Robot teachers have been secretly placed in the schools where the students have run riot. The teachers do a good job of controlling the unruly youngsters, until they go too far and some ... See full summary »
A delicious, mysterious goo that oozes from the earth is marketed as the newest dessert sensation, but the tasty treat rots more than teeth when zombie-like snackers who only want to consume more of the strange substance at any cost begin infesting the world.
A waxwork museum comes to town, and a mysterious man invites some teens to come to a special showing at midnight. Once inside, while viewing different exhibits, the scenes come alive and the viewer is sucked into the story being portrayed. Written by
Ed Sutton <firstname.lastname@example.org>
After the policeman visits the Waxwork with Mark, he realizes that many of the statues of the victims resemble missing people from posters he had seen. These posters are actually just copies of one of the posters from the opening credits of The Lost Boys (1987). All of the missing person posters have a single photo of a missing adult, but the posters all have the same information of two missing children on the poster: William G. Bailey 7-26-62 Sandy blond hair brown eyes Missing since August 6, 1979 (or 1973) Call the Santa Carla Police Department Susan Wilbur 5-30-69 Black Hair Blue Eyes Missing since February 6, 1983. See more »
In an early scene, while a professor lectures about the Lithuanians falling to the Nazis, a phrase on the blackboard, very clearly seen, asks, "Facism Does It Work" It is spelled f-a-s-c-i-s-m. One wouldn't expect a college professor, who specializes in the subject, to make the common spelling error. See more »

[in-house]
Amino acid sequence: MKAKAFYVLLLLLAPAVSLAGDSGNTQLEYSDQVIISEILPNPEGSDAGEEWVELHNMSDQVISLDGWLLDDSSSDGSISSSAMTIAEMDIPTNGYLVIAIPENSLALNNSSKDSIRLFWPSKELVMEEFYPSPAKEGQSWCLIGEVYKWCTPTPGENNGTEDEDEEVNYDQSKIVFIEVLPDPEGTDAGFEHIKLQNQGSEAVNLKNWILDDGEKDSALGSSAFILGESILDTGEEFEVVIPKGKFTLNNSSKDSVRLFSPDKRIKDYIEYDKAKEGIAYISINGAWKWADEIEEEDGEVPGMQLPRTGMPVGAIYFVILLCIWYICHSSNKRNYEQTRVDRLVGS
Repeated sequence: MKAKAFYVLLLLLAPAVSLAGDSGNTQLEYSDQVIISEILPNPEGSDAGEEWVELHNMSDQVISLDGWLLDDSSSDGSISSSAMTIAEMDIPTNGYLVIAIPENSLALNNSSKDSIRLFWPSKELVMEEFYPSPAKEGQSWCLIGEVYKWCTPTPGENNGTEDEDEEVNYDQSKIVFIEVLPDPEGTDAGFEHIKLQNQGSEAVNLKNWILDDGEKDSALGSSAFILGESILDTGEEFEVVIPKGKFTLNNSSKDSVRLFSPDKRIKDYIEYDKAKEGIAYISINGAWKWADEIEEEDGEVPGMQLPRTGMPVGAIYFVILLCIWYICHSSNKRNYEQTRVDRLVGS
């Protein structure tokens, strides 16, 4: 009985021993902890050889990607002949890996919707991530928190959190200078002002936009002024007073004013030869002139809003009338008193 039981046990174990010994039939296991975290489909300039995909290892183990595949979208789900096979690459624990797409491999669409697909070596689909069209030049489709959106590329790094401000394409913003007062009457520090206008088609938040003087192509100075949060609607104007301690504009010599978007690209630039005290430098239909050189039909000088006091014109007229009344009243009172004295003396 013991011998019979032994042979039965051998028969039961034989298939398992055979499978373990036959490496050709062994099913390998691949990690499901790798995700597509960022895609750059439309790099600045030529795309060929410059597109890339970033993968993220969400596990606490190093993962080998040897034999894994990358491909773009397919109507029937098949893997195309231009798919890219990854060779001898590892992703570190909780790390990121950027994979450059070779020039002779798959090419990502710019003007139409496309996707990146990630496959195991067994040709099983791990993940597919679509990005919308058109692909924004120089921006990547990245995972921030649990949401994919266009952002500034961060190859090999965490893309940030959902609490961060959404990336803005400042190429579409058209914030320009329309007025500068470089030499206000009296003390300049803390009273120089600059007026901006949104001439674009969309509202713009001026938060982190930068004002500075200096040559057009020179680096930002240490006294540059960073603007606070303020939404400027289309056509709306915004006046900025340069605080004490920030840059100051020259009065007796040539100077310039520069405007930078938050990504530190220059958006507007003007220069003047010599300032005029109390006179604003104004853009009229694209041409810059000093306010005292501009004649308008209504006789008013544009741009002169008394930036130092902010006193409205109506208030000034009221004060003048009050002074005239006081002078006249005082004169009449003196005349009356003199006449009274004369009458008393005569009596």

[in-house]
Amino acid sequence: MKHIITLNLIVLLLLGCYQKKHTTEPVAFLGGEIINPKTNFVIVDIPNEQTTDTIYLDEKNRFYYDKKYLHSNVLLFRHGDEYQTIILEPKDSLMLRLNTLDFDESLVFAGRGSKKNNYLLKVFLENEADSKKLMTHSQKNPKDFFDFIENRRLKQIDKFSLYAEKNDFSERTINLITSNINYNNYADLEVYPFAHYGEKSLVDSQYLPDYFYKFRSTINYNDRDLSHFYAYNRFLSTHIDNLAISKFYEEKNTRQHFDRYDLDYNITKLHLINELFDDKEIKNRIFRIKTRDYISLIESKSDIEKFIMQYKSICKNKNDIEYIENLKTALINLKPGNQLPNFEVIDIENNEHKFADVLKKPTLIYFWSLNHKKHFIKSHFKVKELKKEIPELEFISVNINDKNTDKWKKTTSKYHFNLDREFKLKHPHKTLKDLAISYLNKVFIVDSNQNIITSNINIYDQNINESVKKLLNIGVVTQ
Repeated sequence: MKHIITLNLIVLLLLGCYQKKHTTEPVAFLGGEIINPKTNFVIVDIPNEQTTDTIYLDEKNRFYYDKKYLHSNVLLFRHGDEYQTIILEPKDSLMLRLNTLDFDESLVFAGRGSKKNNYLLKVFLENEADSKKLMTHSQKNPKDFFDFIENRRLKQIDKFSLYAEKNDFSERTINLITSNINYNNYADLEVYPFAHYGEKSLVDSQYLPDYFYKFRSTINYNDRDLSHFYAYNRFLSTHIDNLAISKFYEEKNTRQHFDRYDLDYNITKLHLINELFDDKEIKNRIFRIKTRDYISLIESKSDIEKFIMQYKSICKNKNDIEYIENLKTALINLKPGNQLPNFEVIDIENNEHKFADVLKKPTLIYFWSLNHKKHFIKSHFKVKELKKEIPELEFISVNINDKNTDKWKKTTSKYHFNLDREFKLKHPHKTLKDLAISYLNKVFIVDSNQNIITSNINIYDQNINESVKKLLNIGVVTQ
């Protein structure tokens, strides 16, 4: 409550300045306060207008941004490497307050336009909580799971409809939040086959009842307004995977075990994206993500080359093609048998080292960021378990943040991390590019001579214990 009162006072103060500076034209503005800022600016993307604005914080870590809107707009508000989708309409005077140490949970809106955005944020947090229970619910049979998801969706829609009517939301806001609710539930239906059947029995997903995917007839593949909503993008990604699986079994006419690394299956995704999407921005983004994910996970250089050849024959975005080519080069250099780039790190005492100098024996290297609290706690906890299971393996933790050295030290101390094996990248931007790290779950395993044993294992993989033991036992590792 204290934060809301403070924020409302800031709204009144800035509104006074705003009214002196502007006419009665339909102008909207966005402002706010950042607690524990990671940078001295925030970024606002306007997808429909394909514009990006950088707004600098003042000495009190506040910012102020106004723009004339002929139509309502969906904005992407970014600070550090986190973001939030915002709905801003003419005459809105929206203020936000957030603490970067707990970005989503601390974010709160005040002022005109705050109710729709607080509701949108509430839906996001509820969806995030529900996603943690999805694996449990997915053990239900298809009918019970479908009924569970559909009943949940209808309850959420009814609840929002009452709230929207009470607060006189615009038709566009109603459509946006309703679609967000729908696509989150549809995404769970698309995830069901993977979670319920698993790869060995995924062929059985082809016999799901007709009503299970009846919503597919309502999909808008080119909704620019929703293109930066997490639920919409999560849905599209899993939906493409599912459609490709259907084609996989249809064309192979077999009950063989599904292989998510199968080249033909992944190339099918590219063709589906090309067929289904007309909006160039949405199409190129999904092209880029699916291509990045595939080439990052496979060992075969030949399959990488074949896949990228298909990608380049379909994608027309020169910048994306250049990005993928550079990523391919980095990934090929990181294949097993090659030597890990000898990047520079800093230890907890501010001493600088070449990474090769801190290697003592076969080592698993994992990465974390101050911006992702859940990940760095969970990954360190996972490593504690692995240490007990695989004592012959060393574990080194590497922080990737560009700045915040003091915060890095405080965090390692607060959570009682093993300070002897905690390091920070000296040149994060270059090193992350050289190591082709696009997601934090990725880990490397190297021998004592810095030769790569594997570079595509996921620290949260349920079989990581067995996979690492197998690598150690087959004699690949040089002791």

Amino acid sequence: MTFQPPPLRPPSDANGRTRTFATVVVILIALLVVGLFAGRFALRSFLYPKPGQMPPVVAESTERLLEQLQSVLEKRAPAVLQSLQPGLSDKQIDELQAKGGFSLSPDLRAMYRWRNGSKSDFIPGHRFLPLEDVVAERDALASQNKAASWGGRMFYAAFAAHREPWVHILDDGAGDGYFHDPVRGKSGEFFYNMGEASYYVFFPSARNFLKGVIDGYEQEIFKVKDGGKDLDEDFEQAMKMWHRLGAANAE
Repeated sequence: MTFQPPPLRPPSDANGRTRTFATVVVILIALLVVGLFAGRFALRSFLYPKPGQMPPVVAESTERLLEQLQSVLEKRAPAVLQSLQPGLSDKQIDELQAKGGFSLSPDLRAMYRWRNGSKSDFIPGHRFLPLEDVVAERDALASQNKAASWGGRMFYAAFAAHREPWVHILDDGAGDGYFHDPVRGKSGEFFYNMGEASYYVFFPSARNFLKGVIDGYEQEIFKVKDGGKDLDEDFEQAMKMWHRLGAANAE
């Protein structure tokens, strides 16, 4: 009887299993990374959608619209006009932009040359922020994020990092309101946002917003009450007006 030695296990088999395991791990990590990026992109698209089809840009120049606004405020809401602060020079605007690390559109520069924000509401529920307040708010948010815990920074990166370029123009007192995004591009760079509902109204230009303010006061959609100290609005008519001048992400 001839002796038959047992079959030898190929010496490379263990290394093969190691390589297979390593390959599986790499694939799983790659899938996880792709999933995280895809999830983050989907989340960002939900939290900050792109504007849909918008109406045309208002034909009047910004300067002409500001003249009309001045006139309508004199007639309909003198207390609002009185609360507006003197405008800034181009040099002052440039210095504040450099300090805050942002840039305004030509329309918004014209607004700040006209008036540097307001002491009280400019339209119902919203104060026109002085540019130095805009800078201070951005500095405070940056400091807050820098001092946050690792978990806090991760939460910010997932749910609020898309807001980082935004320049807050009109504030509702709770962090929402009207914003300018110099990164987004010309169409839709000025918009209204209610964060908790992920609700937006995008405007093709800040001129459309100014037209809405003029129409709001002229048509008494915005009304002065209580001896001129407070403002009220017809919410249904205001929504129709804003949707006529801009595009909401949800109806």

If you can get through the first half hour of this film, which features bad dialogue and stiff performances, you may just enjoy it.
A small group of spoiled teens (and one nice girl) go into a mysterious wax museum after hours and each succumb to a different, and dangerous, display. John Rhys Davies (long before his now famous "Gimli the Dwarf" days) is here as a tortured, dramatic werewolf. Miles O'Keefe (whom hardcore MST3K fans will have no trouble recognizing) is a hair product dependent Count Dracula, who seduces the rich-bitch of the group into a nasty, bloody, gross-out dinner party. The Nice Girl (Deborah Foreman) is drawn into the S&M world of The Marquis De Sade (as played by the too seldom seen J. Kenneth Campbell) and it is up to the rich boy turned nice guy to save her before she is whipped to death. Once all of the displays are filled, the characters within are unleashed, and it becomes a war within the wax museum as the remaining heroes must now battle the wax monsters and their transformed friends.
All in all, this plays more like a comedy than a horror film, but the violence, when it appears, is so over-the-top that splatter fans won't be too disappointed.
Followed by a pretty good sequel filled with numerous references to classic horror. Worth checking out at least once.
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